Freelance horror stories: Undead projects

Here’s the latest installment in my “freelance horror stories” – “undead” projects. If you’re a freelancer, you know that these are frighteningly real.  And if you hire freelancers, this may help you understand that fleeting look of fear when you first start working with a freelancer – we live in a dangerous world.

The Zombie: Not quite dead, it just keeps lingering on – for just a few more revisions. Defenses against zombies: Putting a fixed number of review cycles in the project scoping.

The Disapparition:  You send it to review and it is never heard from again. This is the most frequent type of undead project – and it’s a problem if you are waiting for project completion to invoice. Defense:  A fixed time for final invoicing on the project scoping.

The Shape-shifter:  This happens when the project shifts mid-course. For example, the senior person who hired you leaves the company mid-stream, and the new person wants to take the project in an entirely different direction. This is all fine unless the new direction is far outside the negotiated scope of the project.  A well-defined project scope is the only defense – but the process is never fun.

The Vampire: This is the one we all fear – the project that lives forever and sucks the life right out of you.  One sign of a vampire project? A client that cannot scope the project and wants hourly billing with a firm time commitment from you.  (Not every client like this has vampire projects, of course, but it’s a warning sign.)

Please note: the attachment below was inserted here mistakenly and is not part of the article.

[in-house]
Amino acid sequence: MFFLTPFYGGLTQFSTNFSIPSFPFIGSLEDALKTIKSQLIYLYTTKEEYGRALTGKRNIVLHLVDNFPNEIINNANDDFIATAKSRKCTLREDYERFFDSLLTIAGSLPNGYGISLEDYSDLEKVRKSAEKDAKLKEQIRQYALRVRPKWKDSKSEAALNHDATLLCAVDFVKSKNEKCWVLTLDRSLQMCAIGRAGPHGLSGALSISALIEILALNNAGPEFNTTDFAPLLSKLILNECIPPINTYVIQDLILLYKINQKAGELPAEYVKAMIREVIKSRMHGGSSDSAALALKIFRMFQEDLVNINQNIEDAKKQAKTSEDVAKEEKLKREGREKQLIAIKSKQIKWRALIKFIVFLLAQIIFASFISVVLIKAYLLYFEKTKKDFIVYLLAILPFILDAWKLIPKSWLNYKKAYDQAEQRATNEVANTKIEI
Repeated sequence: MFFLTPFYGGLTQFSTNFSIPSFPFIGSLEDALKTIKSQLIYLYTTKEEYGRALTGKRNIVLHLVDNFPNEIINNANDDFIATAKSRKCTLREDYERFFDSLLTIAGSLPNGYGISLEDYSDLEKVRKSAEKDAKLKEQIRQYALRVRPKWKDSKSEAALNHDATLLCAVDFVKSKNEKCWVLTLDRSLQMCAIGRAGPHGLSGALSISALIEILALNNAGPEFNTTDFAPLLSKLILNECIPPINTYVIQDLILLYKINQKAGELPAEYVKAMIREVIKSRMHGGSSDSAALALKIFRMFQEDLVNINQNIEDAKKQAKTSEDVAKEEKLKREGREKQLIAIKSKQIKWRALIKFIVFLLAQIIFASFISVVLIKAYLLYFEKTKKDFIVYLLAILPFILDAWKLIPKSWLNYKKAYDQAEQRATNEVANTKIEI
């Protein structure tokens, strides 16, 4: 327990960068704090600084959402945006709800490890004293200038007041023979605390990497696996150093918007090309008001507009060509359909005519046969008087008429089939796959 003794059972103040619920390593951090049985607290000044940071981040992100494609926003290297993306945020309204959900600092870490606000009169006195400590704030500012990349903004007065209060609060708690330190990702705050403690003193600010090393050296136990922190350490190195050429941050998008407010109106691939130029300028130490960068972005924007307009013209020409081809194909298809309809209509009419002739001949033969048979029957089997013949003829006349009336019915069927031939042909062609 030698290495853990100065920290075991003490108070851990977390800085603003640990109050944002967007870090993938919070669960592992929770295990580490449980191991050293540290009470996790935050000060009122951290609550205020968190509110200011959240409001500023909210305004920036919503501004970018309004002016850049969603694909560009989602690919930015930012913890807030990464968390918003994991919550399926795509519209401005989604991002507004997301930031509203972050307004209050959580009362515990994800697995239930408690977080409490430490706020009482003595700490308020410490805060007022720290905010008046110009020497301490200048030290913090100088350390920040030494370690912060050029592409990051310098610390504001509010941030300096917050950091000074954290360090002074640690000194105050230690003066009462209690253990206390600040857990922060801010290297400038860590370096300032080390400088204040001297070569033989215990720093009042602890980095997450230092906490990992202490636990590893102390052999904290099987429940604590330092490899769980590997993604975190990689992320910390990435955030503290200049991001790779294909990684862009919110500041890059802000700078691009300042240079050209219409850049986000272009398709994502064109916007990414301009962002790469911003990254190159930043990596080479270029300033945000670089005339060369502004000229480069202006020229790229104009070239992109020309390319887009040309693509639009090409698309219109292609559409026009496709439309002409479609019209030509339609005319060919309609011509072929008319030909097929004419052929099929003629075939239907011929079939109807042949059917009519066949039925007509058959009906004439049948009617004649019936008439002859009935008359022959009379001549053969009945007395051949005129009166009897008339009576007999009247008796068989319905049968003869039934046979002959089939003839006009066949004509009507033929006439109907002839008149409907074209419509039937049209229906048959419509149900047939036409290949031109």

Even great clients can have the occasional undead project. In nearly every case, careful project scoping and definition is the freelancer’s silver bullet (or wooden stake). Sometimes it takes courage to use that bullet, particularly if you fear damaging the client relationship. It’s not easy being a vampire-slayer.

I’d love to hear from others on the ‘undead’ project types I may have missed!

In case you missed it, the first installment can be found at Freelance horror stories: The consulting contract.

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